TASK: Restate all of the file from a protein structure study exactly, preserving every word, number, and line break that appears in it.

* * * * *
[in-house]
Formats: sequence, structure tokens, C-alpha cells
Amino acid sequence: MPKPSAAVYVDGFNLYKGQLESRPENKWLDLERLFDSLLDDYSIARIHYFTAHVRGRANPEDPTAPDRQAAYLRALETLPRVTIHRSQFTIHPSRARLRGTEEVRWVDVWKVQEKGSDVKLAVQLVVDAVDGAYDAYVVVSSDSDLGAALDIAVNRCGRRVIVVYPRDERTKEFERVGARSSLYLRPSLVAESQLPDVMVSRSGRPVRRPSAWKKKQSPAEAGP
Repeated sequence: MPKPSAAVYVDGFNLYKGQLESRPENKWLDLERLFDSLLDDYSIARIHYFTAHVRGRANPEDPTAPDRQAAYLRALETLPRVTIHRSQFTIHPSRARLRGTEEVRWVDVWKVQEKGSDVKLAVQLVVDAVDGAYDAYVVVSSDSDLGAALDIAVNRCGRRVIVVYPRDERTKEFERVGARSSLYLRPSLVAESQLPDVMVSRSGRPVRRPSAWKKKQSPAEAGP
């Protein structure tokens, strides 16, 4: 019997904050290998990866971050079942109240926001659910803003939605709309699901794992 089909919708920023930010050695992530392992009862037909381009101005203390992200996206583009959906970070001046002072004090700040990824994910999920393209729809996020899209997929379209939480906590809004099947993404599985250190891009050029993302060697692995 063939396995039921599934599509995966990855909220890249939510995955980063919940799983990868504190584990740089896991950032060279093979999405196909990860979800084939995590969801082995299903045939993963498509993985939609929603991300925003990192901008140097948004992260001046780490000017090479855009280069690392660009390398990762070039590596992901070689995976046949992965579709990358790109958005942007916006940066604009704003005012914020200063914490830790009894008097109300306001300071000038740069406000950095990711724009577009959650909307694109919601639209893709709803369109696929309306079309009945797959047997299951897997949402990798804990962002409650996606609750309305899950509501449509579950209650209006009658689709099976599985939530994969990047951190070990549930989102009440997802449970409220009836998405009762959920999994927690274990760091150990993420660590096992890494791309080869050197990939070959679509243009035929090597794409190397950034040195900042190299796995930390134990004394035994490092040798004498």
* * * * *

[in-house]
Formats: sequence, structure tokens, C-alpha cells
Amino acid sequence: MPKPSAAVYVDGFNLYKGQLESRPENKWLDLERLFDSLLDDYSIARIHYFTAHVRGRANPEDPTAPDRQAAYLRALETLPRVTIHRSQFTIHPSRARLRGTEEVRWVDVWKVQEKGSDVKLAVQLVVDAVDGAYDAYVVVSSDSDLGAALDIAVNRCGRRVIVVYPRDERTKEFERVGARSSLYLRPSLVAESQLPDVMVSRSGRPVRRPSAWKKKQSPAEAGP
Repeated sequence: MPKPSAAVYVDGFNLYKGQLESRPENKWLDLERLFDSLLDDYSIARIHYFTAHVRGRANPEDPTAPDRQAAYLRALETLPRVTIHRSQFTIHPSRARLRGTEEVRWVDVWKVQEKGSDVKLAVQLVVDAVDGAYDAYVVVSSDSDLGAALDIAVNRCGRRVIVVYPRDERTKEFERVGARSSLYLRPSLVAESQLPDVMVSRSGRPVRRPSAWKKKQSPAEAGP
């Protein structure tokens, strides 16, 4: 019997904050290998990866971050079942109240926001659910803003939605709309699901794992 089909919708920023930010050695992530392992009862037909381009101005203390992200996206583009959906970070001046002072004090700040990824994910999920393209729809996020899209997929379209939480906590809004099947993404599985250190891009050029993302060697692995 063939396995039921599934599509995966990855909220890249939510995955980063919940799983990868504190584990740089896991950032060279093979999405196909990860979800084939995590969801082995299903045939993963498509993985939609929603991300925003990192901008140097948004992260001046780490000017090479855009280069690392660009390398990762070039590596992901070689995976046949992965579709990358790109958005942007916006940066604009704003005012914020200063914490830790009894008097109300306001300071000038740069406000950095990711724009577009959650909307694109919601639209893709709803369109696929309306079309009945797959047997299951897997949402990798804990962002409650996606609750309305899950509501449509579950209650209006009658689709099976599985939530994969990047951190070990549930989102009440997802449970409220009836998405009762959920999994927690274990760091150990993420660590096992890494791309080869050197990939070959679509243009035929090597794409190397950034040195900042190299796995930390134990004394035994490092040798004498």